Here is a quote from the obituary of an African man born somewhere between modern-day Liberia and Benin in 1710, and enslaved and shipped to become a slave in America: “Thus died Negro Tom, this self-taught arithmetician, this untutored Scholar! — Had his opportunities of improvement been equal to those of thousands of his fellow-men, neither the Royal Society of London, the Academy of Science at Paris, nor even Newton himself, need have been ashamed to acknowledge him a Brother in Science” [Columbian Centenial, December 29, 1790, No. 707, p.123, col.32, Boston, Massachusetts]. So who was this Negro Tom, a slave who was given an obituary in an American journal in the 1700s?
Thomas Fuller, also known as Negro Tom or the “Virginia Calculator”, can be called today a mental calculator or simply a human calculator. In today’s world when most people run to their phones or calculators to find answers, He solved problems faster than over 99% of men of his time, and in his head!
When Thomas Fuller was 70 years old, a Philadelphia Quaker and businessman, William Hartshorne, and three fellow Quakers traveled from Philadelphia to meet the slave known for his arithmetic feats. One of the visitors took notes and made calculations on paper, and the others fired questions at the gray-haired old slave.
First question: How many seconds are there in a year and a half? In about two minutes came Tom Fuller’s reply — 47,304,000.
Next question: How many seconds has a man lived who is 70 years, 17 days and 12 hours old? Fuller’s answer — 2,210,500,800 — came in a minute and a half. “Objection,” called the recorder, who was busily multiplying on paper. He challenged Fuller’s answer as being too large. But Fuller retorted promptly” ” ‘top, massa, you forget de leap years.” By adding the seconds of the leap years, the recorder finally acknowledged the correctness of Fuller’s result.
The final question was proposed to Fuller: Suppose a farmer has 6 sows and each sow has 6 female pigs the first year, and they all increase in the same proportion each year. At the end of the 8th year, how many sows will the farmer have? The question was stated in such a way that Fuller misinterpreted it. As soon as the statement was clarified, his lightning mind responded: 34,588,806. (Fuller misinterpreted the question because the term “proportion” was ambiguous.)
These questions were asked at a time when Thomas Fuller was 70 years old; just imagine how fast he must have been when he was younger? It is such a pain that such a great mind was imprisoned in slavery!
His capacities were not a rarity in Africa. It is now known that Thomas Fuller must have already developed his calculation abilities in Africa. John Bardot’s 1732 account of people in Fida on the coast of Benin: “The Fidasians are so expert in keeping accounts, that they easily reckon as exact, and as quick by memory, as we can do with pen and ink, though the sum amount to never so many thousands: which very much facilities the trade the Europeans have with them.”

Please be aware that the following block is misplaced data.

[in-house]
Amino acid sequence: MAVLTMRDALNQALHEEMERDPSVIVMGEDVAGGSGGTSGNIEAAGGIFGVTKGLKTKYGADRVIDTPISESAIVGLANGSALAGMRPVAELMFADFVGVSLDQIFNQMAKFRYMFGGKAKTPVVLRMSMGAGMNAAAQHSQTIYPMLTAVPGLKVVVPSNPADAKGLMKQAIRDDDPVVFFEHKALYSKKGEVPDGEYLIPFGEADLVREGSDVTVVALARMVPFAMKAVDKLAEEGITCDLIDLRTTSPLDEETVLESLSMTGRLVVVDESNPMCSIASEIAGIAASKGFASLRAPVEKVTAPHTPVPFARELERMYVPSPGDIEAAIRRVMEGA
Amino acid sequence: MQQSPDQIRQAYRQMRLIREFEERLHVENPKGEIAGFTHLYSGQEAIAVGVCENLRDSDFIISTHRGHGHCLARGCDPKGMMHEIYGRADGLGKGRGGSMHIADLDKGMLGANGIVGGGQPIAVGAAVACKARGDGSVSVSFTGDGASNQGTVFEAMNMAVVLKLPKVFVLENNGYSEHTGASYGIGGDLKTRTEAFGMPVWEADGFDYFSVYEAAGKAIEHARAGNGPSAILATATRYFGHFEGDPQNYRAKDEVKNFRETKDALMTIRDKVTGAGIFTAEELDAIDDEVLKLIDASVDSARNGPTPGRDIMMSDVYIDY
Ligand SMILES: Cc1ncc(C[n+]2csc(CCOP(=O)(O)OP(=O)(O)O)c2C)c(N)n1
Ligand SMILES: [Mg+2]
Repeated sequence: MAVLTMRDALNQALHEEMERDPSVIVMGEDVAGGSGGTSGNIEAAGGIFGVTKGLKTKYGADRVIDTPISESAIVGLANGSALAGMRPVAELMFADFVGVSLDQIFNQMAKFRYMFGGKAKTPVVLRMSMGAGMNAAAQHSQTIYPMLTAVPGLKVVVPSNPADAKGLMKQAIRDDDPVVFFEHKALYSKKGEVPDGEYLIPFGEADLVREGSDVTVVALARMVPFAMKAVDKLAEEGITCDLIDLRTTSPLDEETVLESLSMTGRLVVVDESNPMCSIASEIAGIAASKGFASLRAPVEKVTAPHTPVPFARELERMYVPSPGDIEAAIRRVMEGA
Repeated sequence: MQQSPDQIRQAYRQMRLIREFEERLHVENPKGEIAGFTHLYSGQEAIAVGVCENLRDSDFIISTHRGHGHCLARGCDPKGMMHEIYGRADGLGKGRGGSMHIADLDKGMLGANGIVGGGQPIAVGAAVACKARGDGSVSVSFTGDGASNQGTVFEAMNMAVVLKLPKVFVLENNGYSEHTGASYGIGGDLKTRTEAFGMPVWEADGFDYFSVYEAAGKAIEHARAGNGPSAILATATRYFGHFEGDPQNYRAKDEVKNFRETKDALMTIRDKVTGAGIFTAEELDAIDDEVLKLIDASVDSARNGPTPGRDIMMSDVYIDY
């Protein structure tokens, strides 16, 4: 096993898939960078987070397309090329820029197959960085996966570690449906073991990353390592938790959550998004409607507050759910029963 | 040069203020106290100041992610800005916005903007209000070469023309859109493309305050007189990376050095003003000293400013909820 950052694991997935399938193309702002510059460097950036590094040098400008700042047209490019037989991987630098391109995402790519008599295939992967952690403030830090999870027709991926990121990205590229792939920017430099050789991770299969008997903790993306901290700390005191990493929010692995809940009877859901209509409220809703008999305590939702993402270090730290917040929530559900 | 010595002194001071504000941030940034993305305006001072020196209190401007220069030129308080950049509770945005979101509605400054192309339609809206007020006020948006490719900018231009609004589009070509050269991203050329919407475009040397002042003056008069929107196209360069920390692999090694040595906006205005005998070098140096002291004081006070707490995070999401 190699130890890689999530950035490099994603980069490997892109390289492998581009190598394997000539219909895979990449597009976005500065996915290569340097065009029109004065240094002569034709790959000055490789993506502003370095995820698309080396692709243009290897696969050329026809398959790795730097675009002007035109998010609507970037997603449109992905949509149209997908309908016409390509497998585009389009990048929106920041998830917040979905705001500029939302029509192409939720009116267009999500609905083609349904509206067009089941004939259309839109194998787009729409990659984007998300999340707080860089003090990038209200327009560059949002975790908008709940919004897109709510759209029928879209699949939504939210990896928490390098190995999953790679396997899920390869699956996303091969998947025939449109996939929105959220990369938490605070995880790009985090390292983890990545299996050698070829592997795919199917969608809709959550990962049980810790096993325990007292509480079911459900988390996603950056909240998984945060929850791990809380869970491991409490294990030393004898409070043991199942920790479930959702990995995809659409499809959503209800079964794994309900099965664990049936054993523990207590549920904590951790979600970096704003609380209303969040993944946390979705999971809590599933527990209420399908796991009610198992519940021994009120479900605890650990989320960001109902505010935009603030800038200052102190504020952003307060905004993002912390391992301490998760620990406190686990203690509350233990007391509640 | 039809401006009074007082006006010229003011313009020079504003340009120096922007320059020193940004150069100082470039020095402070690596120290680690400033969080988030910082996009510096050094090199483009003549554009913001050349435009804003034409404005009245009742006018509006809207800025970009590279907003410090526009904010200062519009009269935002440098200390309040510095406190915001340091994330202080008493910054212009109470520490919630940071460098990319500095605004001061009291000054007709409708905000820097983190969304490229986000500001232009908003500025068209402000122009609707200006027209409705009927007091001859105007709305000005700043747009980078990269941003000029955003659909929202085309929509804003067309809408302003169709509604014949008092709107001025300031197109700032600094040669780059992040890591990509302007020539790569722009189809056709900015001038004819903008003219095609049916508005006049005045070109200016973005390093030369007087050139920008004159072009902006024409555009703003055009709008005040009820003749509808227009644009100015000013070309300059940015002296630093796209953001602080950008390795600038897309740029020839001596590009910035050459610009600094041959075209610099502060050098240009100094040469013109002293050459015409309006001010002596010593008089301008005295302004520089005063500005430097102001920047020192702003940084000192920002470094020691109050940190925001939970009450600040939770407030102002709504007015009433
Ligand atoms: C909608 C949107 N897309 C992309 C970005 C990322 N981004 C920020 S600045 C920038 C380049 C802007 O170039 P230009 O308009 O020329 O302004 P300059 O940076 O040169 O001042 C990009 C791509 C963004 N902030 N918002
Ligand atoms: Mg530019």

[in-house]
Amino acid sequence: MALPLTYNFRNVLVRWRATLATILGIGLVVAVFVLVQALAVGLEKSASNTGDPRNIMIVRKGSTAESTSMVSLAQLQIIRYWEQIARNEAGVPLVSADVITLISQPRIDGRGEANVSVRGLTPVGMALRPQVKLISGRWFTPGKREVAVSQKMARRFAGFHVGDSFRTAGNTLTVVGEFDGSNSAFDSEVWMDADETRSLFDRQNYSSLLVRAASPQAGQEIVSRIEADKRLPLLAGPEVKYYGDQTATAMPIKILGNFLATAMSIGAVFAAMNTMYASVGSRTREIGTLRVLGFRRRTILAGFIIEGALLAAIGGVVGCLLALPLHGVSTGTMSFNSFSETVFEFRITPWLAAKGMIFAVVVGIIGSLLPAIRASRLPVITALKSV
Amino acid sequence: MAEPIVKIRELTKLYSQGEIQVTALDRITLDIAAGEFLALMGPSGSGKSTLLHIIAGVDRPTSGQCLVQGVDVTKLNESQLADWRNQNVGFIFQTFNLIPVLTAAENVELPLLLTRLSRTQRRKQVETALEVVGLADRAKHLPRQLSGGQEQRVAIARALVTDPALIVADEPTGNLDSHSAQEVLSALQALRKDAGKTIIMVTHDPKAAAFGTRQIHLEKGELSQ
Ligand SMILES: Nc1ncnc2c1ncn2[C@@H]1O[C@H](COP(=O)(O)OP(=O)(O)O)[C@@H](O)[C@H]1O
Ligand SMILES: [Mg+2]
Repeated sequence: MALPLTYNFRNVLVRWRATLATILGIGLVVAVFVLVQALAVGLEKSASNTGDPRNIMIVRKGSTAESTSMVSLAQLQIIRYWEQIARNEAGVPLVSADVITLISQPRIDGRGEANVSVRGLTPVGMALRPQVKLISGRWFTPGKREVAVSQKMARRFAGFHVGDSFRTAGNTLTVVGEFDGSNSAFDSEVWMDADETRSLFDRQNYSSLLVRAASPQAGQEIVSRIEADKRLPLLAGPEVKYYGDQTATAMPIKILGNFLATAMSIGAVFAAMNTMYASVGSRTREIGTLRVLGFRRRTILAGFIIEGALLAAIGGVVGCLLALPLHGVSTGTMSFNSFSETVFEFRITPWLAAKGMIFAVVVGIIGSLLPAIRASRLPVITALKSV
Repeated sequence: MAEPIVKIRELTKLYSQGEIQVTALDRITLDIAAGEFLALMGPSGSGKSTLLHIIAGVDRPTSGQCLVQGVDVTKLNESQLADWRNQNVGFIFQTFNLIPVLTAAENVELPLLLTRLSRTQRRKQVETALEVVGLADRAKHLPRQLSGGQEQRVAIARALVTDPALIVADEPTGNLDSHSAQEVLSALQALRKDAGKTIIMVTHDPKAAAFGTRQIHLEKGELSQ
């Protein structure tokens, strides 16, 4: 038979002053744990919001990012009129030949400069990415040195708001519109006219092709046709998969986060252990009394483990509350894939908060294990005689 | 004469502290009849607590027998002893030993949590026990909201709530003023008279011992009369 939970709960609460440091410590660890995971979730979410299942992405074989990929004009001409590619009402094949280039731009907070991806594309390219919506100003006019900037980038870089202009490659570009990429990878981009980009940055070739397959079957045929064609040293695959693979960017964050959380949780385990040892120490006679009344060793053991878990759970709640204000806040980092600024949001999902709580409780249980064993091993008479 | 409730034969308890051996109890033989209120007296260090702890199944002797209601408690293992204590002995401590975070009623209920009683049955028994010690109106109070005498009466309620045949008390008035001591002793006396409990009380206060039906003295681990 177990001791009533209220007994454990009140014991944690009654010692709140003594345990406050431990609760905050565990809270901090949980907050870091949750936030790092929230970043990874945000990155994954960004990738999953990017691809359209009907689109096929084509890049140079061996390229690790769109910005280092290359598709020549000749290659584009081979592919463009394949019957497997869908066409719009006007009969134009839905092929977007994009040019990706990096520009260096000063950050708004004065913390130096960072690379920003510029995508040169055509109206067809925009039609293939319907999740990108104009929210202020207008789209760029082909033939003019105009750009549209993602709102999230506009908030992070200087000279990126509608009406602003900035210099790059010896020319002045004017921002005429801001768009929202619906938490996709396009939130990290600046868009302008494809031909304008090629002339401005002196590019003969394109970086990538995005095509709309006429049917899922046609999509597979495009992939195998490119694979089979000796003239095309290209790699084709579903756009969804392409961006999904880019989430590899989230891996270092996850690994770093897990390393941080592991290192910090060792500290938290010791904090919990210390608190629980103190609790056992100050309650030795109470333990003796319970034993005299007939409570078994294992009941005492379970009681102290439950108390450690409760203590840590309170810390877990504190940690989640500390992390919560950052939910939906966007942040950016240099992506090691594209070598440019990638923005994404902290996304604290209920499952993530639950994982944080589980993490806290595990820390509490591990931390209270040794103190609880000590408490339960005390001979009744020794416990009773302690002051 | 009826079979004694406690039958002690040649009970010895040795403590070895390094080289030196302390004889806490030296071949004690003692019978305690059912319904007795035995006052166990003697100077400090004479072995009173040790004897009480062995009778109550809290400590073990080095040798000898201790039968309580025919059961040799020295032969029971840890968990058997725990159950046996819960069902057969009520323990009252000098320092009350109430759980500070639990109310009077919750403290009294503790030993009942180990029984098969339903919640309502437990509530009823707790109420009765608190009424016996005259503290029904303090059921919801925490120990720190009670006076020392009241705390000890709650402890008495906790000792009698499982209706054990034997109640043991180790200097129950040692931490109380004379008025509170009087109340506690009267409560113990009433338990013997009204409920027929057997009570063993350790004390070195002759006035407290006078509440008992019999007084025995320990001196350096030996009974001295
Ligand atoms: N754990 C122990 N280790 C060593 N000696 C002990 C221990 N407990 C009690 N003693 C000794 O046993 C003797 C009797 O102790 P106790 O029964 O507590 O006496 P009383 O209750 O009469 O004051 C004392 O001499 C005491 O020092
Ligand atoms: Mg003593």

To learn more about Thomas Fuller, please check out the original article in the American Museum, Vol.V, 62, Phila., 1799., and the work of the Mathematicians of the African diaspora. Also check out this article in The Christian Science Monitor by Jane H. Pejsa, “A Wizard in any age.” I think the title should have been “a wizard in any age, and under any circumstances” because without slavery Tom Fuller would have been a genius and his name would have been on our lips the same way Newton’s has been for the past 300 years!
11 thoughts on “Thomas Fuller: African Slave and Mathematician in the 1700s”
Great post. I had never heard of Thomas Fuller. Thanks for enlightening me.
Keep it up.
Reblogged this on Green Ankh Works.
I had never heard of Thomas Fuller before. That’s phenomenal! We really have brilliant minds here, but they never get exposed.
Yes, we do have brilliant minds
LikeLiked by 1 person
Of course, and I’ve been finding out even more of them. Yesterday, I found out about Granville T. Woods who was a Black inventor who created electric railcars, the railway telegraph system, and the third rail. Thomas Edison tried to plagiarize and take credit for his railway telegraph system and another invention, but Woods sued him and won TWICE! Edison begged him to for for his company which he declined.
Oh Wow… I had heard about Granville T. Woods, but I did not know that he had sued Thomas Edison and won twice! This is absolutely marvelous!
LikeLiked by 1 person
I know, right? I found that out from a documentary I recently watched and will eventually review. That was amazing and even Nikola Tesla couldn’t even pull that off and Edison ripped him off, too!
Wow! There is so much buried that will be un-buried!
LikeLiked by 1 person
Yup. I’ve been researching so many things with these great inventors and I’m just amazed by how well they helped the world. I hope more of these names and inventions would come to light.
Great post! Your blog is like going to school all over again. In a positive way.
Thank you for your comment Africa Vaidosa… it goes straight to my heart